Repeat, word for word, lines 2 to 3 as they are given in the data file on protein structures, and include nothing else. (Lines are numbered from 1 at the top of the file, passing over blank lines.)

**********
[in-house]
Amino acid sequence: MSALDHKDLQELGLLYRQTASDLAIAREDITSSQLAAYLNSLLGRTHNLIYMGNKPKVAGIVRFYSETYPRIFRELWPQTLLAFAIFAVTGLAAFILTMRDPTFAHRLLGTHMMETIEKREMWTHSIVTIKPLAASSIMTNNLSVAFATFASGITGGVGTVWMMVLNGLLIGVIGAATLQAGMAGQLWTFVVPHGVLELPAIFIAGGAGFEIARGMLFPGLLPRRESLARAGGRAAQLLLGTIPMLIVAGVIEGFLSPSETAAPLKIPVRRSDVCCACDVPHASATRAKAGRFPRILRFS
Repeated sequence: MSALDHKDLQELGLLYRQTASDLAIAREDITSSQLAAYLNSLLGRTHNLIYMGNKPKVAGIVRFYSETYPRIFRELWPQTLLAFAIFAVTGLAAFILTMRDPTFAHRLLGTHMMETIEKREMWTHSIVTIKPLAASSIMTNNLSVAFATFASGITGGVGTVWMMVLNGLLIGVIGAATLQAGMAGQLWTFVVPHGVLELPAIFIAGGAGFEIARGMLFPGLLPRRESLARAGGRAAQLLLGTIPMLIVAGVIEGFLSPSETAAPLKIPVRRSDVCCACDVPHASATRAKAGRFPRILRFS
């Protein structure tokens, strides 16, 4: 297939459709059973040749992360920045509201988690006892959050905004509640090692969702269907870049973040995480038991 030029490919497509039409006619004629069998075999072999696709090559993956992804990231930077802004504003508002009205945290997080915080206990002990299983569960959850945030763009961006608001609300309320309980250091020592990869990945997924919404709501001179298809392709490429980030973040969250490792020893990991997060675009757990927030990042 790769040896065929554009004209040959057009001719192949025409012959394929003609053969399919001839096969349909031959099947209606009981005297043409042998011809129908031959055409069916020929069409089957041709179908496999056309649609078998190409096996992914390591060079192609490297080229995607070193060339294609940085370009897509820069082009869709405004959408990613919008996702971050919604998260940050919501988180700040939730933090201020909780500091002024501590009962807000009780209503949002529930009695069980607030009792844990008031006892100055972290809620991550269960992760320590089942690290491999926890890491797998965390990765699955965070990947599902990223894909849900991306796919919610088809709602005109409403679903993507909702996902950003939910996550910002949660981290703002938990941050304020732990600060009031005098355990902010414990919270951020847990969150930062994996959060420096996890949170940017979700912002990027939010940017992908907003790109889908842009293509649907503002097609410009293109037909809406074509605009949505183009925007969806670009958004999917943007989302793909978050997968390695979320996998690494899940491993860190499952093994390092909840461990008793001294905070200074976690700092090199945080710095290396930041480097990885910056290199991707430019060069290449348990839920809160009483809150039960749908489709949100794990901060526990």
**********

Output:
Amino acid sequence: MSALDHKDLQELGLLYRQTASDLAIAREDITSSQLAAYLNSLLGRTHNLIYMGNKPKVAGIVRFYSETYPRIFRELWPQTLLAFAIFAVTGLAAFILTMRDPTFAHRLLGTHMMETIEKREMWTHSIVTIKPLAASSIMTNNLSVAFATFASGITGGVGTVWMMVLNGLLIGVIGAATLQAGMAGQLWTFVVPHGVLELPAIFIAGGAGFEIARGMLFPGLLPRRESLARAGGRAAQLLLGTIPMLIVAGVIEGFLSPSETAAPLKIPVRRSDVCCACDVPHASATRAKAGRFPRILRFS
Repeated sequence: MSALDHKDLQELGLLYRQTASDLAIAREDITSSQLAAYLNSLLGRTHNLIYMGNKPKVAGIVRFYSETYPRIFRELWPQTLLAFAIFAVTGLAAFILTMRDPTFAHRLLGTHMMETIEKREMWTHSIVTIKPLAASSIMTNNLSVAFATFASGITGGVGTVWMMVLNGLLIGVIGAATLQAGMAGQLWTFVVPHGVLELPAIFIAGGAGFEIARGMLFPGLLPRRESLARAGGRAAQLLLGTIPMLIVAGVIEGFLSPSETAAPLKIPVRRSDVCCACDVPHASATRAKAGRFPRILRFS